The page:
CFLs are produced for operation on both dc and ac supply. DC CFLs are popular for use in recreational vehicles and off-the-grid housing. CFLs can also be operated with solar powered street lights, using solar panels located on the top or sides of a pole and light fixtures that are specially wired to use the lamps.
Advantages of CFLs Over Incandescent Lamps:
1. Life Span: As already mentioned, the average rated life of a Compact Fluorescent Lamp is about 10 times that of incandescent lamps.
The lifetime of any lamp depends on various factors, such as operating voltage, exposure to voltage spikes, mechanical shock, frequency of cycling on and off, lamp orientation, ambient temperature, manufacturing quality etc. The life of a Compact Fluorescent Lamp is significantly reduced if it is turned on and off frequently. In the case of a 5 minute on/off cycle the life span of a Compact Fluorescent Lamp can be reduced to “close to that of incandescent lamp”.
CFLs provide less light in their lives than when they are new. The light output decay is exponential, with the fastest losses being soon after the lamp is first used. By the end of their lives, they can be expected to produce 70-80% of their original light output.
2. Energy Efficiency: For a given light output, CFLs consume 20 to 33 per cent of the power of equivalent incandescent lamps. Electrical power equivalents for different lamps are indicated below.
3. Heating and Cooling: If in a building, indoor incandescent lamps are replaced by CFLs, the heat produced due to lighting will be significantly reduced. In warm climates office/industrial buildings where air-conditioning is usually required, CFLs would reduce the load on the cooling system resulting in saving in electrical consumption, in addition to the energy efficiency savings of using CFLs instead of incandescent lamps. However, in cooler climates in which buildings need heating, the heating system would need more electrical energy. While the CFLs are still saving electricity, total greenhouse gas emissions may increase in certain scenarios, such as the operation of natural gas furnace to replace unintended heating from CFLs running on low-GHG electricity. Thus overall energy cost saving depends on the climate, increased heating demand offsets some of the lighting energy saved.
4. Efficiency: The typical luminous efficiency of CFLs is 60 to 72 lumens/watt, and that of normal domestic incandescent lamps is 13 to 18 lumens/watt. Compared to a theoretical 100% efficient lamp, these figures are equivalent to lighting efficiency ranges of 9 to 11% for CFLs (60/680 to 72/680), and 1.9 to 2.6% for incandescent (13/680 to 18/680).
5. Embodied Energy: No doubt, CFLs need more energy in manufacturing than the incandescent lamp but this embodied energy is offset by their longer life and small energy consumption than equivalent incandescent lamps.
6. Cost: While the purchase price of an integrated Compact Fluorescent Lamp is typically 3 to 10 times higher than that of an equivalent incandescent lamp, the extended lifetime and lower energy consumption will more than compensate for the higher initial cost. CFLs are extremely cost-effective in commercial buildings when used to replace incandescent lamps.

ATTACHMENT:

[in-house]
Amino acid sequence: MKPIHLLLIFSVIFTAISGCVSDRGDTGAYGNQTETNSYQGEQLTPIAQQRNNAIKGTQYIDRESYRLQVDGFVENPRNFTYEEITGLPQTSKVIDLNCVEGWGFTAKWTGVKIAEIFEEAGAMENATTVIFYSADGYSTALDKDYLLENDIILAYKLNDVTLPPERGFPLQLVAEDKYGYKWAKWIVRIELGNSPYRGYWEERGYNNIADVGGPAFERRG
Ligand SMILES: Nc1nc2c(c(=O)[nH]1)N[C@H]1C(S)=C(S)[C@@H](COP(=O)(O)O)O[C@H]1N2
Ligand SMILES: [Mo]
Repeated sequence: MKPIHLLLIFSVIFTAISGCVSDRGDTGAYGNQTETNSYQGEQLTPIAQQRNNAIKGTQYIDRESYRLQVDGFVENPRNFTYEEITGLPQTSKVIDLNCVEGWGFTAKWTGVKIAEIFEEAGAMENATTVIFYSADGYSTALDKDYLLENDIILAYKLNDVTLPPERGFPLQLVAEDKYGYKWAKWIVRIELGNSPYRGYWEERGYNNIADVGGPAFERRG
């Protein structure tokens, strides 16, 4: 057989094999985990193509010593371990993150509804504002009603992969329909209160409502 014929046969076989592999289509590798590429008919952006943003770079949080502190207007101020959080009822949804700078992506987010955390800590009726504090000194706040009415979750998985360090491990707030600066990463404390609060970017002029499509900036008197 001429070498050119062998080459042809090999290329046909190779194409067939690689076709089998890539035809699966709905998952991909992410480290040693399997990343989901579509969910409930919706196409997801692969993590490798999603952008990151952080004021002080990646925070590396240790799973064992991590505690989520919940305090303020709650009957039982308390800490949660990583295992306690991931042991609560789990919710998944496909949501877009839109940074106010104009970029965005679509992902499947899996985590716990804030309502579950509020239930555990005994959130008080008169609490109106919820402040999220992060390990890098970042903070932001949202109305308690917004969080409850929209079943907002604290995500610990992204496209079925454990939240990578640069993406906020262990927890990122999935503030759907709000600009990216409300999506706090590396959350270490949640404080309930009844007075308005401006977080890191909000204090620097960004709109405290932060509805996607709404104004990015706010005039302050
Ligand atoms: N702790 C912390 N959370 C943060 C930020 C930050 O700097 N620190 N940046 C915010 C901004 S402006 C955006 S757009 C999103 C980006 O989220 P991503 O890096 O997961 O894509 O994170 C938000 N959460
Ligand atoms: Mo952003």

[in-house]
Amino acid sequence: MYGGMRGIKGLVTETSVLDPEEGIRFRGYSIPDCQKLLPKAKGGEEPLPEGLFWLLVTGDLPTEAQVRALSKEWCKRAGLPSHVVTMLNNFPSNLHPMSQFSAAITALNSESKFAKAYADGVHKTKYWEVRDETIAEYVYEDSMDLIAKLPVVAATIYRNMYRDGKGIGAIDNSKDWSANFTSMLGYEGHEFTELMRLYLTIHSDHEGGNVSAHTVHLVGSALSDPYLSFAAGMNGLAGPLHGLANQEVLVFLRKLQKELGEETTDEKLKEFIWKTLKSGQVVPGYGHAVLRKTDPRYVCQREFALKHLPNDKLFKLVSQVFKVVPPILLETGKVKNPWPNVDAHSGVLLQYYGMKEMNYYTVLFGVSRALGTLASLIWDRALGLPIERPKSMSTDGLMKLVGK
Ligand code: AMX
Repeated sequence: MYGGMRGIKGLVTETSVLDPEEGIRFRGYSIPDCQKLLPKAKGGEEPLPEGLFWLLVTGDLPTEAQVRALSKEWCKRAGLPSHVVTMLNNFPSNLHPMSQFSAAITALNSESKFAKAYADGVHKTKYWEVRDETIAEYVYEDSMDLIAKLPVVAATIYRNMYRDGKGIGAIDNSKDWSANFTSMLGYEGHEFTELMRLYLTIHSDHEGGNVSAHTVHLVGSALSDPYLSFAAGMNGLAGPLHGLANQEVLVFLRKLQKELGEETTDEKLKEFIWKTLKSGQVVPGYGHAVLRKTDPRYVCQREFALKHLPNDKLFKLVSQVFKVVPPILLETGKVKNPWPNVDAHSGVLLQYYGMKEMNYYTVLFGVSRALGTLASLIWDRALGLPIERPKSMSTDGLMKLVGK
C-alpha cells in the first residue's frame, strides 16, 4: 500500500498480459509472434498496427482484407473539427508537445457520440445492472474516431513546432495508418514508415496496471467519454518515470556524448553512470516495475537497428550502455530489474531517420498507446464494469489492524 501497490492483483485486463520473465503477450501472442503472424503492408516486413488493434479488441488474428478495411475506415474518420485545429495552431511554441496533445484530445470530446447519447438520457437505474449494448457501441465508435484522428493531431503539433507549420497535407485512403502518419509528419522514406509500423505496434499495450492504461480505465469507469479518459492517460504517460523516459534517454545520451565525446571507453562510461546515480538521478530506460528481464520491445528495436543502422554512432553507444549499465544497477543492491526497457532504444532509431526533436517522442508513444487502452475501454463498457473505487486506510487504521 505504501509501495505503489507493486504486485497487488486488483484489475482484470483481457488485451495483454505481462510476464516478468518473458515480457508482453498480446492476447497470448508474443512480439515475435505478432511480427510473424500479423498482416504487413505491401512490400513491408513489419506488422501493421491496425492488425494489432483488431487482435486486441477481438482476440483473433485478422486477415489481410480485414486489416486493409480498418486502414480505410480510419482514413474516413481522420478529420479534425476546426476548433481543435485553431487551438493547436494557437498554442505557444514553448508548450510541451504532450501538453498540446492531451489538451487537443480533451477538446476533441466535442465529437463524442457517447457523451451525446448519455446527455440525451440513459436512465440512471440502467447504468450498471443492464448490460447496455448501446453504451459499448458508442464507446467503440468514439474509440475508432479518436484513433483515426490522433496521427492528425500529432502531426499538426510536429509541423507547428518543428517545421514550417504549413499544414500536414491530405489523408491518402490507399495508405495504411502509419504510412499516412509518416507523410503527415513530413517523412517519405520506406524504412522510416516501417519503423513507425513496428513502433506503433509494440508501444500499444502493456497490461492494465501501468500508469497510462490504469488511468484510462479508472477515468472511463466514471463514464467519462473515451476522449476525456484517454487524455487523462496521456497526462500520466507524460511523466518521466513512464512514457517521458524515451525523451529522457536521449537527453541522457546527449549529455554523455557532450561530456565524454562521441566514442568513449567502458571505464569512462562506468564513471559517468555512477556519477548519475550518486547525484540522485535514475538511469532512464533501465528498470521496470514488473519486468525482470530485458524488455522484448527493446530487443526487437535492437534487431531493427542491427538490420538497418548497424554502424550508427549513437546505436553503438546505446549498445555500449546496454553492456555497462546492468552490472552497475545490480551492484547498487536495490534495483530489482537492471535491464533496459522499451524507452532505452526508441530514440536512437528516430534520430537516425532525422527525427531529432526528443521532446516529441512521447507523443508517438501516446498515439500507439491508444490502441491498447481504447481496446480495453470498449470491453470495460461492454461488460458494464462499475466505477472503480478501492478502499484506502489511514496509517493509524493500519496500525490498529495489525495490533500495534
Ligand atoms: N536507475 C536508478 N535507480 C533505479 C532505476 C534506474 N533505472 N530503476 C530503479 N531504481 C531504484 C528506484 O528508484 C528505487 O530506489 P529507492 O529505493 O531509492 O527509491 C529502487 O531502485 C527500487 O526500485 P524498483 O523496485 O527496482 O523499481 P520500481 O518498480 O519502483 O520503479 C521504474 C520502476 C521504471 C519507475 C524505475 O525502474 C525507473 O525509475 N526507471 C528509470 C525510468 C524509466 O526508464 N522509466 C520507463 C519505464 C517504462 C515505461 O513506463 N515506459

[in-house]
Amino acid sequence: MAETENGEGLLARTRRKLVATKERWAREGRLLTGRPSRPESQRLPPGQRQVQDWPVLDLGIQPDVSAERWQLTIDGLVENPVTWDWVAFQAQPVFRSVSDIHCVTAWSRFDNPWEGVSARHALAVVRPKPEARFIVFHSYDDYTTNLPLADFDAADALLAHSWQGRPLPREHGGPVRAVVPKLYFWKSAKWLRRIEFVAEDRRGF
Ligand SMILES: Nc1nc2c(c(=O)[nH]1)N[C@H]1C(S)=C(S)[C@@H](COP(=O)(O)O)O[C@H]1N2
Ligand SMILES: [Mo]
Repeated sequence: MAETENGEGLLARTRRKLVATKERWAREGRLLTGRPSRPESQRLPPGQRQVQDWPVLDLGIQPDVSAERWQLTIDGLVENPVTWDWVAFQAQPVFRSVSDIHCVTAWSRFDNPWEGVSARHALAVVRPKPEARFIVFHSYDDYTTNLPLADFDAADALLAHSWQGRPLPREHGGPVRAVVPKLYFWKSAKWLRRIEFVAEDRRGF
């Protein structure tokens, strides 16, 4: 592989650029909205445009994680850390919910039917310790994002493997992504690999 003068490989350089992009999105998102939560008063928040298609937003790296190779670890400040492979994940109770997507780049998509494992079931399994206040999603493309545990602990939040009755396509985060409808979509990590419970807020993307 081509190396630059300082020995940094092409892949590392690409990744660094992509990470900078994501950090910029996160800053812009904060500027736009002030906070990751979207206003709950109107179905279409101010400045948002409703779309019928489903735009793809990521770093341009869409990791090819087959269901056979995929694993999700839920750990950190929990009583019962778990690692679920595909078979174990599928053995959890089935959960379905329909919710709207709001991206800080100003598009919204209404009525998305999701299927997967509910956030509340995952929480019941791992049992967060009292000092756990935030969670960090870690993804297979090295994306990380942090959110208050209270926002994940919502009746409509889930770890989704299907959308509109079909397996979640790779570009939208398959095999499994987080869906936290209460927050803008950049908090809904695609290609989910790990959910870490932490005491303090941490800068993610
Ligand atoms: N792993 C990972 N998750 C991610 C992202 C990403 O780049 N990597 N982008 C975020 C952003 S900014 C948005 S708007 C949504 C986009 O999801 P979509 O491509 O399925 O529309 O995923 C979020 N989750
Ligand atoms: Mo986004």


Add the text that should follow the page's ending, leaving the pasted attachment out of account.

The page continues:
7. Starting Time: Incandescent lamps attain full brilliancy a fraction of second after being switched on, CFLs turn on within a second, but many still take time to warm up to full brightness. The light colour may be slightly different immediately after being switched on. Some CFLs are marketed as “instant on” and have no noticeable warm-up period, but others can take up to a minute to attain full brightness, or longer in very cold temperatures. Some that make use of a mercury amalgam can take up to three minutes to attain full brightness. This and shorter life of CFLs when turned on and off for short periods may make CFLs less suitable for applications like motion-activated lighting.
Disadvantages of Compact Fluorescent Lamp (CFL):
1. Health Issues: If individuals are exposed to the light produced by some single-envelope CFLs for long periods of time at distances of less than 20 cm, it could lead to ultraviolet exposures approaching the current workplace limit set to protect workers from skin and retinal damage. The ultraviolet radiation received from CFLs is too small to contribute to skin cancer and the use of double-envelope CFL lamps “largely or entirely” mitigates any other risks.
2. Environmental Issues: CFLs, like all fluorescent lamps, contain small amounts of mercury as vapour inside the glass tubing. Because mercury is poisonous, even these small amounts are a concern for landfills and waste incinerators where the mercury from lamps may be released and contribute to air and water pollution. Health and environmental concerns about mercury have promoted many jursdictions to require used lamps to be properly disposed or recycled rather than being included in the general waste stream sent to land fills. So disposal of used CFLs required proper care.